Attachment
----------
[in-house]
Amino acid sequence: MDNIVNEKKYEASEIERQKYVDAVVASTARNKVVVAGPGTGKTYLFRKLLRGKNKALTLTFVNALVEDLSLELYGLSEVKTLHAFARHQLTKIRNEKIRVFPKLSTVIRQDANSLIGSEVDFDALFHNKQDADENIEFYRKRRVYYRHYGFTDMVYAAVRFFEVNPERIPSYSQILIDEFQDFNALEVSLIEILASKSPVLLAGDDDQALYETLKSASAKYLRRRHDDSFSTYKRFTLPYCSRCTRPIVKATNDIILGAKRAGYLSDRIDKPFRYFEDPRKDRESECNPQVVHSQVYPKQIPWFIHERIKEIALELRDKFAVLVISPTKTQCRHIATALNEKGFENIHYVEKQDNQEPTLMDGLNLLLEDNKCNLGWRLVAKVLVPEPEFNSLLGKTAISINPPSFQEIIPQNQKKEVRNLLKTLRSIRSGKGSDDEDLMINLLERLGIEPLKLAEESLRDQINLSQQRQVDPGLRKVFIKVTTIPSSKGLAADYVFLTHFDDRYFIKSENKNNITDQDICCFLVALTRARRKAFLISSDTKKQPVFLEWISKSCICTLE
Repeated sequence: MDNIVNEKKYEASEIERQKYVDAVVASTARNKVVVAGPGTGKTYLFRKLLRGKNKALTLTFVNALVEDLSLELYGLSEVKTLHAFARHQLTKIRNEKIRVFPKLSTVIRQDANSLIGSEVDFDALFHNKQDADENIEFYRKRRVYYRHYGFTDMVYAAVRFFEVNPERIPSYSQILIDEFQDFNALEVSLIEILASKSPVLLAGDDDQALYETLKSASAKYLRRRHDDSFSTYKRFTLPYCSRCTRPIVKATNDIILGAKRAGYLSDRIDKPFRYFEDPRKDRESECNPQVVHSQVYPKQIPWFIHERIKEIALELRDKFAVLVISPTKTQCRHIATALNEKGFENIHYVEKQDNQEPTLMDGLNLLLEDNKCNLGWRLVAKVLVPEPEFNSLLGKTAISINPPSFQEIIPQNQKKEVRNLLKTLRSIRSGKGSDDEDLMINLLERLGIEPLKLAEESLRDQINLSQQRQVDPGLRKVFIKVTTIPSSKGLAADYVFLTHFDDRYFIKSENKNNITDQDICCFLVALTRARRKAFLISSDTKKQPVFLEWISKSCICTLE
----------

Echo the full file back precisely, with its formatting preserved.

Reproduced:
[in-house]
Amino acid sequence: MDNIVNEKKYEASEIERQKYVDAVVASTARNKVVVAGPGTGKTYLFRKLLRGKNKALTLTFVNALVEDLSLELYGLSEVKTLHAFARHQLTKIRNEKIRVFPKLSTVIRQDANSLIGSEVDFDALFHNKQDADENIEFYRKRRVYYRHYGFTDMVYAAVRFFEVNPERIPSYSQILIDEFQDFNALEVSLIEILASKSPVLLAGDDDQALYETLKSASAKYLRRRHDDSFSTYKRFTLPYCSRCTRPIVKATNDIILGAKRAGYLSDRIDKPFRYFEDPRKDRESECNPQVVHSQVYPKQIPWFIHERIKEIALELRDKFAVLVISPTKTQCRHIATALNEKGFENIHYVEKQDNQEPTLMDGLNLLLEDNKCNLGWRLVAKVLVPEPEFNSLLGKTAISINPPSFQEIIPQNQKKEVRNLLKTLRSIRSGKGSDDEDLMINLLERLGIEPLKLAEESLRDQINLSQQRQVDPGLRKVFIKVTTIPSSKGLAADYVFLTHFDDRYFIKSENKNNITDQDICCFLVALTRARRKAFLISSDTKKQPVFLEWISKSCICTLE
Repeated sequence: MDNIVNEKKYEASEIERQKYVDAVVASTARNKVVVAGPGTGKTYLFRKLLRGKNKALTLTFVNALVEDLSLELYGLSEVKTLHAFARHQLTKIRNEKIRVFPKLSTVIRQDANSLIGSEVDFDALFHNKQDADENIEFYRKRRVYYRHYGFTDMVYAAVRFFEVNPERIPSYSQILIDEFQDFNALEVSLIEILASKSPVLLAGDDDQALYETLKSASAKYLRRRHDDSFSTYKRFTLPYCSRCTRPIVKATNDIILGAKRAGYLSDRIDKPFRYFEDPRKDRESECNPQVVHSQVYPKQIPWFIHERIKEIALELRDKFAVLVISPTKTQCRHIATALNEKGFENIHYVEKQDNQEPTLMDGLNLLLEDNKCNLGWRLVAKVLVPEPEFNSLLGKTAISINPPSFQEIIPQNQKKEVRNLLKTLRSIRSGKGSDDEDLMINLLERLGIEPLKLAEESLRDQINLSQQRQVDPGLRKVFIKVTTIPSSKGLAADYVFLTHFDDRYFIKSENKNNITDQDICCFLVALTRARRKAFLISSDTKKQPVFLEWISKSCICTLE